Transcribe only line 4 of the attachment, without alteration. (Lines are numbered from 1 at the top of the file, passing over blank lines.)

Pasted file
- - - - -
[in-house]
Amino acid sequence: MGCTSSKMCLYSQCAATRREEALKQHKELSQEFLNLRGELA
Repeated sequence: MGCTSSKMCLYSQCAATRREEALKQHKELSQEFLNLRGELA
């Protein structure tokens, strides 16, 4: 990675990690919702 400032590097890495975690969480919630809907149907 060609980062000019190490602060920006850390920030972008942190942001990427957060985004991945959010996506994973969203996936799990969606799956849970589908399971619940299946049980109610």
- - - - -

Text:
């Protein structure tokens, strides 16, 4: 990675990690919702 400032590097890495975690969480919630809907149907 060609980062000019190490602060920006850390920030972008942190942001990427957060985004991945959010996506994973969203996936799990969606799956849970589908399971619940299946049980109610």